ASCO 2017: New Myeloma Bone Strengthener Shows Equal Benefit Compared to Zoledronic Acid
At the recent American Society of Clinical Oncology (ASCO) conference, Amgen presented data from a Phase III study showing that their drug XGEVA® (Denosumab) had equal benefit as Zometa (zoledronic acid) with fewer kidney side effects.
The news is a good one for patients who may already have compromised kidneys as a result of their multiple myeloma. Bone strengtheners are common drugs administered to myeloma patients who have bone damage caused by myeloma. The paper was selected as one of the "Best of ASCO Educational Program."
The Phase III study included 1718 patients and is the largest myeloma study of its kind. Study results showed that both denosumab and zoledronic acid showed similar results for time to future skeletal events, the primary end point.
Patients on the denosumab arm had a significantly lower rate of renal adverse events compared to zoledronic acid (10% vs. 17.1%)
In patients with renal insufficiency (creatine clearance of less than 60 mL/min), the rate of renal adverse events was doubled in the zoledronic acid arm (26.4%) vs. the denosumab arm (12.9%). The study excluded patients who had a creatine clearance of less than 30 mL/min.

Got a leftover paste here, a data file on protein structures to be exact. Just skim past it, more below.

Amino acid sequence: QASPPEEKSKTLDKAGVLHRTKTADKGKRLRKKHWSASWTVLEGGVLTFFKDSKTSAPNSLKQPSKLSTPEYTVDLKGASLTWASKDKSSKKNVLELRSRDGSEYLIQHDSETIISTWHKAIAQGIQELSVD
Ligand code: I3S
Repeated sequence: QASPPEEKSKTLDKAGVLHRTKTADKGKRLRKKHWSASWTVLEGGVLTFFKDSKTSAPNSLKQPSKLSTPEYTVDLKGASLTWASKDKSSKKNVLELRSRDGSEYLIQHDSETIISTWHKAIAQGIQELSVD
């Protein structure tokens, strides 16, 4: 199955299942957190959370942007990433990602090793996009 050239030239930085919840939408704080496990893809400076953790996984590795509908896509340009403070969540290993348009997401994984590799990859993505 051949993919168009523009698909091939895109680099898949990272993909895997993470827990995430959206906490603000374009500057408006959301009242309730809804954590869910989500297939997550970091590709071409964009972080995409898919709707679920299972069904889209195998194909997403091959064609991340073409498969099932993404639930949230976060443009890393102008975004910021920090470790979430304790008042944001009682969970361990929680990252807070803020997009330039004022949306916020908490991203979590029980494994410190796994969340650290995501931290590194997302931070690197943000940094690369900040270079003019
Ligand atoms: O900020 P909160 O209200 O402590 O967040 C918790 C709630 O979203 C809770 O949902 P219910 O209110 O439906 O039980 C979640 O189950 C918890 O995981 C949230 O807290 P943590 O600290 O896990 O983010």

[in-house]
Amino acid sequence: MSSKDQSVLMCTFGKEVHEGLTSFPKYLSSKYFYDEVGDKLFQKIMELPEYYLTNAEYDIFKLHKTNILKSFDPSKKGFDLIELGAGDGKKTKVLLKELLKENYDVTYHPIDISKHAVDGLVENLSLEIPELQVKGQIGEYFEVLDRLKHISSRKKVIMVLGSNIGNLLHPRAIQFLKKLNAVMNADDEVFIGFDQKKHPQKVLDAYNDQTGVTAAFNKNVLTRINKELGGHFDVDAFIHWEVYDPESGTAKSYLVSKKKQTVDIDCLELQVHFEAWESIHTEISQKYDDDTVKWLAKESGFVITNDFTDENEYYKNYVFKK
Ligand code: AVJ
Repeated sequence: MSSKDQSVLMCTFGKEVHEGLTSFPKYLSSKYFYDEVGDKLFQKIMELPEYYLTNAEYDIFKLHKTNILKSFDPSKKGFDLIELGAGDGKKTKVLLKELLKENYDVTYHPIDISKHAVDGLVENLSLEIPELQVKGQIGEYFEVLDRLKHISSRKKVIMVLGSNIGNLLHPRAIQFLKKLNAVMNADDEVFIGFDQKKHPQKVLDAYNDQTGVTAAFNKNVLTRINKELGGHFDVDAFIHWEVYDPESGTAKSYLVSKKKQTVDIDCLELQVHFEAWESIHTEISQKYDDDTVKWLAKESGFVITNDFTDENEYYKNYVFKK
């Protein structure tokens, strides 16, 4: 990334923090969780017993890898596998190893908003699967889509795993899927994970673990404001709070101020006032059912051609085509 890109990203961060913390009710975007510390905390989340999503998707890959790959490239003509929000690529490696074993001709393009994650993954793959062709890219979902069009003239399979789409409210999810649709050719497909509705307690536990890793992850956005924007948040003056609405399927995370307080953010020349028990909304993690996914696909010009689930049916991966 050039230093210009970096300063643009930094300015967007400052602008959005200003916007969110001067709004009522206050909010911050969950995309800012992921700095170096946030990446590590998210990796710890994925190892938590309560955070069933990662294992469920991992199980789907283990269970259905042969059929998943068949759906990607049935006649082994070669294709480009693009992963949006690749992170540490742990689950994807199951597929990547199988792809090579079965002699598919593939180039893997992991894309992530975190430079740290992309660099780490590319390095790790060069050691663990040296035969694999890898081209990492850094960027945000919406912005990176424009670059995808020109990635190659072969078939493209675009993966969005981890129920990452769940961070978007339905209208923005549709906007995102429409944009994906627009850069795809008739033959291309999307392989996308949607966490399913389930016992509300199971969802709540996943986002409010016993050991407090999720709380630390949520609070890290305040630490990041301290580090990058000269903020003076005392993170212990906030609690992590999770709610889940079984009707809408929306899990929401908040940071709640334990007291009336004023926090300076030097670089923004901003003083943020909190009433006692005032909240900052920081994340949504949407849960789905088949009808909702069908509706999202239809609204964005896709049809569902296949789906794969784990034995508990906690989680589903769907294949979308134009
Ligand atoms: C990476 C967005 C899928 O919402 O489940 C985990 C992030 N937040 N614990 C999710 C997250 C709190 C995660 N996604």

"Bone complications in multiple myeloma patients, including fractures, can have a devastating impact on patients. Current treatment options for these complications are limited to bisphosphonates, including zoledronic acid, which are cleared by the kidneys and can be associated with increased renal toxicity," said Noopur Raje, M.D., director, Center for Multiple Myeloma, Massachusetts General Hospital Cancer Center, Boston. "Renal impairment is a common complication in multiple myeloma patients. Denosumab, which is not cleared by the kidneys, may offer a novel, safe and effective option for multiple myeloma patients."
XGEVA is currently used to prevent fractures and other skeletal-related events in patients with bone metastases from solid tumors and is the number one prescribed agent for this indication in the United States. It is not currently approved for multiple myeloma patients. Amgen submitted their FDA application in April of 2017 to expand the approval into myeloma.
"Preventing fractures and other bone complications and preserving renal function are two of the most important aspects to consider when caring for patients with multiple myeloma," said Sean E. Harper, M.D., executive vice president of Research and Development at Amgen. "Up to 40 percent of patients remain untreated for the prevention of bone complications, and the percentage is highest among patients with renal impairment at the time of diagnosis, underscoring the need for alternative treatment options. We look forward to making XGEVA, a novel treatment option, available to multiple myeloma patients."